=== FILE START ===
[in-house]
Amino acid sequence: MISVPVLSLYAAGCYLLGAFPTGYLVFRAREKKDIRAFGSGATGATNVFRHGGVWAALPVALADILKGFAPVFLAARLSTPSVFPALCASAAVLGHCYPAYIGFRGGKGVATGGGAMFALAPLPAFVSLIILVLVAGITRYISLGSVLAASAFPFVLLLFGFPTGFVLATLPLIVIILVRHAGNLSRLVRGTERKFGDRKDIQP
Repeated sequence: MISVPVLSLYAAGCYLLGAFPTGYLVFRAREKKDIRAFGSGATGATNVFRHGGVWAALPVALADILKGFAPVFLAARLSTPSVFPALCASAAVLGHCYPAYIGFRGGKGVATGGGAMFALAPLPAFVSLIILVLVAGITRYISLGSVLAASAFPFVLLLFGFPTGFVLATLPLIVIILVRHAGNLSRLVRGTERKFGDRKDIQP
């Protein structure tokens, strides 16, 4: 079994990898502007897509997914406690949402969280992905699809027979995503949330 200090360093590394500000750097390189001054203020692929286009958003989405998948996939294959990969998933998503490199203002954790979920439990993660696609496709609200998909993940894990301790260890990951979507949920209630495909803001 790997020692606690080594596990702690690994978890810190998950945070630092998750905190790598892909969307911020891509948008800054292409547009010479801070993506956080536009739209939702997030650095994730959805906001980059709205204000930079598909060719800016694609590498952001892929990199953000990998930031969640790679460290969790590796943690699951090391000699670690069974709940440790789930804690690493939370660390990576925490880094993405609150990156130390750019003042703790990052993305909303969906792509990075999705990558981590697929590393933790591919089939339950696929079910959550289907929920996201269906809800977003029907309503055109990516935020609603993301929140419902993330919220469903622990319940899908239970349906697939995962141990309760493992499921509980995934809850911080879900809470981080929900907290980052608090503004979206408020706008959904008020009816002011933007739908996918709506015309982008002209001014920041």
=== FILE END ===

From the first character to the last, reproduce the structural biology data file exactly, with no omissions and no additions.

[in-house]
Amino acid sequence: MISVPVLSLYAAGCYLLGAFPTGYLVFRAREKKDIRAFGSGATGATNVFRHGGVWAALPVALADILKGFAPVFLAARLSTPSVFPALCASAAVLGHCYPAYIGFRGGKGVATGGGAMFALAPLPAFVSLIILVLVAGITRYISLGSVLAASAFPFVLLLFGFPTGFVLATLPLIVIILVRHAGNLSRLVRGTERKFGDRKDIQP
Repeated sequence: MISVPVLSLYAAGCYLLGAFPTGYLVFRAREKKDIRAFGSGATGATNVFRHGGVWAALPVALADILKGFAPVFLAARLSTPSVFPALCASAAVLGHCYPAYIGFRGGKGVATGGGAMFALAPLPAFVSLIILVLVAGITRYISLGSVLAASAFPFVLLLFGFPTGFVLATLPLIVIILVRHAGNLSRLVRGTERKFGDRKDIQP
């Protein structure tokens, strides 16, 4: 079994990898502007897509997914406690949402969280992905699809027979995503949330 200090360093590394500000750097390189001054203020692929286009958003989405998948996939294959990969998933998503490199203002954790979920439990993660696609496709609200998909993940894990301790260890990951979507949920209630495909803001 790997020692606690080594596990702690690994978890810190998950945070630092998750905190790598892909969307911020891509948008800054292409547009010479801070993506956080536009739209939702997030650095994730959805906001980059709205204000930079598909060719800016694609590498952001892929990199953000990998930031969640790679460290969790590796943690699951090391000699670690069974709940440790789930804690690493939370660390990576925490880094993405609150990156130390750019003042703790990052993305909303969906792509990075999705990558981590697929590393933790591919089939339950696929079910959550289907929920996201269906809800977003029907309503055109990516935020609603993301929140419902993330919220469903622990319940899908239970349906697939995962141990309760493992499921509980995934809850911080879900809470981080929900907290980052608090503004979206408020706008959904008020009816002011933007739908996918709506015309982008002209001014920041």